On the role of colloidal particles in light scattering in the ocean
Limnol. Oceanogr., 50(5), 2005, 1581-1591 | DOI: 10.4319/lo.2005.50.5.1581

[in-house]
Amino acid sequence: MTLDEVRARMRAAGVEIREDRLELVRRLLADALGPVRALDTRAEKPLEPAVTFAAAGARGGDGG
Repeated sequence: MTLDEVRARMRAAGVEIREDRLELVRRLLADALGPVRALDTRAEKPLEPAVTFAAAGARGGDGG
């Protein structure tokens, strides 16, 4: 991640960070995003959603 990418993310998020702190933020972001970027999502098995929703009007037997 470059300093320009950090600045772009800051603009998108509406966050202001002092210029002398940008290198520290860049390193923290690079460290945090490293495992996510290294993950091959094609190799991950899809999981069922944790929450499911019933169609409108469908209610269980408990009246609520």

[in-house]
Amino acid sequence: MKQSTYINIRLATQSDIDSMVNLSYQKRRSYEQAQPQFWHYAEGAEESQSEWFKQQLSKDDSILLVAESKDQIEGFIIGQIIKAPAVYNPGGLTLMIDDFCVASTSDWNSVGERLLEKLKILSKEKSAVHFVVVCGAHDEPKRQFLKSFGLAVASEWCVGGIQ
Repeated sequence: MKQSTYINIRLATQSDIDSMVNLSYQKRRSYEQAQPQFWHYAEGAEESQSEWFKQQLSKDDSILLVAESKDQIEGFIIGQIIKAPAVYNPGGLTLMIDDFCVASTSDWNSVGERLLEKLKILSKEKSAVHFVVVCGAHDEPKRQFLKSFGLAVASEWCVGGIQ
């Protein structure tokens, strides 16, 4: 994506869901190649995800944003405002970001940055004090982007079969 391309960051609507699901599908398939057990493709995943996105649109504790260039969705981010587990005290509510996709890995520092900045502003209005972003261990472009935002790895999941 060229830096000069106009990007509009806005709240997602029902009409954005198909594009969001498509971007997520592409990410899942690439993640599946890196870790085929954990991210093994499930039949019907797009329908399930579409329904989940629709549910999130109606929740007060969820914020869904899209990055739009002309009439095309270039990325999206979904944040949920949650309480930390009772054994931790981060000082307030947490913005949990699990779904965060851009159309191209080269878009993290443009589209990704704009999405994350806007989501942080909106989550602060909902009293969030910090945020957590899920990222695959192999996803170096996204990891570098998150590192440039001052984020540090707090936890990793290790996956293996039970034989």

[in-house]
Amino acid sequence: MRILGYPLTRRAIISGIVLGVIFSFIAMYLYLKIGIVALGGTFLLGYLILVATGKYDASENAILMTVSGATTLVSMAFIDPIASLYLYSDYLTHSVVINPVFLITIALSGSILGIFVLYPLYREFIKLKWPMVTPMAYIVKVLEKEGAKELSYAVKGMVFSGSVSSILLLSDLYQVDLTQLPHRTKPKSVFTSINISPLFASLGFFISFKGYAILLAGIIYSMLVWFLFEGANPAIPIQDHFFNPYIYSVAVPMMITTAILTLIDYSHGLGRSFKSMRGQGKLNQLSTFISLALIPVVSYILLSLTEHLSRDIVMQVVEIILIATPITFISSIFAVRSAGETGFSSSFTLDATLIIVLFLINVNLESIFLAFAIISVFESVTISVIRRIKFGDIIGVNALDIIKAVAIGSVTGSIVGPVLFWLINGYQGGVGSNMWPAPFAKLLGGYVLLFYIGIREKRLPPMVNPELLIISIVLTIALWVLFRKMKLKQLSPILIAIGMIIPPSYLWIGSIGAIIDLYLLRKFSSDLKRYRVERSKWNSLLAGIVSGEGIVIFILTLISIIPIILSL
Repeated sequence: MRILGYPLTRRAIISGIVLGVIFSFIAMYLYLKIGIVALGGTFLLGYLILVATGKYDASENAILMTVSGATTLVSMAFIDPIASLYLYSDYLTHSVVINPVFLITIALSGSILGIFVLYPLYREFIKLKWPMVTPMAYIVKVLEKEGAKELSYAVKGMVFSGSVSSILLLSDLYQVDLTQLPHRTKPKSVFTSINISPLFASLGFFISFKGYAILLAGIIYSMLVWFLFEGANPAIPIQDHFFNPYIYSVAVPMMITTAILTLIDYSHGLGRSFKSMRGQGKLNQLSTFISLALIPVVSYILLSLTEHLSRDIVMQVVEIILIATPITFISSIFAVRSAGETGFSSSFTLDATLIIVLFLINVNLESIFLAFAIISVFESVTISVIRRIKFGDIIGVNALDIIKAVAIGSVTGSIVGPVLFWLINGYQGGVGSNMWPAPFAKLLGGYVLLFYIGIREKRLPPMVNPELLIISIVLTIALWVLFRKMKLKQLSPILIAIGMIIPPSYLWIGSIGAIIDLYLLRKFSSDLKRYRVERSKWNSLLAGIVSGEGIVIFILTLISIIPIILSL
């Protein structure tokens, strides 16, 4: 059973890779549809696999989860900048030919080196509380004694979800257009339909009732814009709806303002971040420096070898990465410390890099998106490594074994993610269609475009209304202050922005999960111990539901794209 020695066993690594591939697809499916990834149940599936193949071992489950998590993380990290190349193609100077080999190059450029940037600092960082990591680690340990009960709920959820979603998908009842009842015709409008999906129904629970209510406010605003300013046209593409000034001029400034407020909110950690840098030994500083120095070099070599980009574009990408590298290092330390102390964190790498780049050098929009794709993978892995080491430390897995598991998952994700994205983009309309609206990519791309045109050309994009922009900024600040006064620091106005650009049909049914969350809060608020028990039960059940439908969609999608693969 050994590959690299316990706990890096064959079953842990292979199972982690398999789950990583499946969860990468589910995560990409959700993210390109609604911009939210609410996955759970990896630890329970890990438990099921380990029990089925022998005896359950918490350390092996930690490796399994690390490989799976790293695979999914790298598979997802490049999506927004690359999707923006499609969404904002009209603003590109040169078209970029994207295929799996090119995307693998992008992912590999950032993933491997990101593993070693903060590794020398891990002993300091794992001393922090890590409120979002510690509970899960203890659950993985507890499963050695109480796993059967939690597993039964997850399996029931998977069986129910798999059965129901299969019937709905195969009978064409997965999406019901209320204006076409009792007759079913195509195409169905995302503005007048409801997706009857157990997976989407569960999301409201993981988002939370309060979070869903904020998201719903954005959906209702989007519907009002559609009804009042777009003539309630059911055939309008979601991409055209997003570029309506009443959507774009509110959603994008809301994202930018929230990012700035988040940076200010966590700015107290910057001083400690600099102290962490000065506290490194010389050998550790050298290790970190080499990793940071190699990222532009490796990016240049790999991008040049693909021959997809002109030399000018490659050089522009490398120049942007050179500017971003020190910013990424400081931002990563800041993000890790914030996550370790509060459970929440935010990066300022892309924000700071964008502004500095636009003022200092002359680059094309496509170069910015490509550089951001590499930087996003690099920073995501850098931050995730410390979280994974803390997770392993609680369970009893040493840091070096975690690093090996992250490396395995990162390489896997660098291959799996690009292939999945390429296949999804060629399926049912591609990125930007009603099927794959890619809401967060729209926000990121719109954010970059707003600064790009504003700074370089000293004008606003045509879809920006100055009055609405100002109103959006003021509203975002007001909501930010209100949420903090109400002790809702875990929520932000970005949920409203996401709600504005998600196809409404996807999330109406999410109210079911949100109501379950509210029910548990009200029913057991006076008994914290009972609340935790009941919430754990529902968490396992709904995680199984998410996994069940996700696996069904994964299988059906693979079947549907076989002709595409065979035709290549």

ABSTRACT: We calculated the optical scattering and backscattering coefficients for assemblages of marine colloids from the measured size distribution and the assumed refractive index of colloids. The comparison of pure seawater scattering and backscattering coefficients with our results from 11 samples of small colloids (sized between 0.01 and 0.2 µm) and 10 samples of large colloids (~0.4-1 µm) suggests that (1) the role of colloids in light scattering in the ocean can vary from insignificant to very important as a result of variations in the concentration, size distribution, and refractive index of particles; (2) whereas small colloids generally play an insignificant role in particulate scattering, large colloids can make a sizable contribution because their scattering can exceed that of pure water by more than an order of magnitude; and (3) small colloids appear to play an important role in the overall colloidal backscattering. The combined backscattering of small and large colloids is typically higher than that of pure seawater over most of the visible spectrum (e.g., by a factor of 2.5 at 550 nm and 5.6 at 700 nm from our average results). This indicates that the contribution of colloids to the particulate backscattering is typically significant.